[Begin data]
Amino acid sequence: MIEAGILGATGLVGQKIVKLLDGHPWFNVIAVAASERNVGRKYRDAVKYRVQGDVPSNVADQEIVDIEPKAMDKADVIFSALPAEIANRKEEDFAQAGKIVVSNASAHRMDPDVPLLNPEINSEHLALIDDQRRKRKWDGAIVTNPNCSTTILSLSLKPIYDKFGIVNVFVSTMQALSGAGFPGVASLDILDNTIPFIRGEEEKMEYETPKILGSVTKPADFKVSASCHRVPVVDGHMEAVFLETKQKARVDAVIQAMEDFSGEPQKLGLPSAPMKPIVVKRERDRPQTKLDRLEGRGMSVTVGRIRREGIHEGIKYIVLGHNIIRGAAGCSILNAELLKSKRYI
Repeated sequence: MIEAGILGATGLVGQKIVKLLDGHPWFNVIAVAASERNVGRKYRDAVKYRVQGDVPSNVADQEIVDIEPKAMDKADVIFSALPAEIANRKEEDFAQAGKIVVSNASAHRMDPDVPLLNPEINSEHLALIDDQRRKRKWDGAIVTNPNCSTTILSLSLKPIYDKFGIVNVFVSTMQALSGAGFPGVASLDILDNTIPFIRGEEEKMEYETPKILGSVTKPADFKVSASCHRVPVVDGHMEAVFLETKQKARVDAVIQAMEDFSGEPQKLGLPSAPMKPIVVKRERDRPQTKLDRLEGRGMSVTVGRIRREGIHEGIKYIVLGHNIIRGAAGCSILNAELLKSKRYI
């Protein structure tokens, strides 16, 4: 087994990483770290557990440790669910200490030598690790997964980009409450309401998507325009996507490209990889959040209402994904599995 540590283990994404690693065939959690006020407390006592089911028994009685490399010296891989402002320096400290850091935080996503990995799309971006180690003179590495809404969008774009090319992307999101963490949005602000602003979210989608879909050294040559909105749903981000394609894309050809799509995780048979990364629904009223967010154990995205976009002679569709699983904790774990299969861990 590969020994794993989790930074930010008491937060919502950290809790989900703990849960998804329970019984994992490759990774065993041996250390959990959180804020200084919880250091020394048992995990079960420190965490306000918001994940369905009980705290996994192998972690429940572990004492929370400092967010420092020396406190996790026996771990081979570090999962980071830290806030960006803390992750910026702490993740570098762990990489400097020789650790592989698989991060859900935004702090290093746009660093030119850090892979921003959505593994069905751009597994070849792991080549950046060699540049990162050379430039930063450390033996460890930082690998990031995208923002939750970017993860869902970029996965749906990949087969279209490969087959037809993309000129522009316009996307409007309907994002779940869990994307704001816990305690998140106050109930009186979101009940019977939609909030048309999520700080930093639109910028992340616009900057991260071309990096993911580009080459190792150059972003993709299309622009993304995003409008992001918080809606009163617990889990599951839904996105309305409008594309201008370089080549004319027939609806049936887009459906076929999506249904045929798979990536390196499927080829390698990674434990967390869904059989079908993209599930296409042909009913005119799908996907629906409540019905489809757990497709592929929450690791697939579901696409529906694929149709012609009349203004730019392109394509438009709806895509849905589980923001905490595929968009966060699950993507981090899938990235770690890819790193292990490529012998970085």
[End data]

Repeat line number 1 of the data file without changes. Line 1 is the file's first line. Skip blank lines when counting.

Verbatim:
Amino acid sequence: MIEAGILGATGLVGQKIVKLLDGHPWFNVIAVAASERNVGRKYRDAVKYRVQGDVPSNVADQEIVDIEPKAMDKADVIFSALPAEIANRKEEDFAQAGKIVVSNASAHRMDPDVPLLNPEINSEHLALIDDQRRKRKWDGAIVTNPNCSTTILSLSLKPIYDKFGIVNVFVSTMQALSGAGFPGVASLDILDNTIPFIRGEEEKMEYETPKILGSVTKPADFKVSASCHRVPVVDGHMEAVFLETKQKARVDAVIQAMEDFSGEPQKLGLPSAPMKPIVVKRERDRPQTKLDRLEGRGMSVTVGRIRREGIHEGIKYIVLGHNIIRGAAGCSILNAELLKSKRYI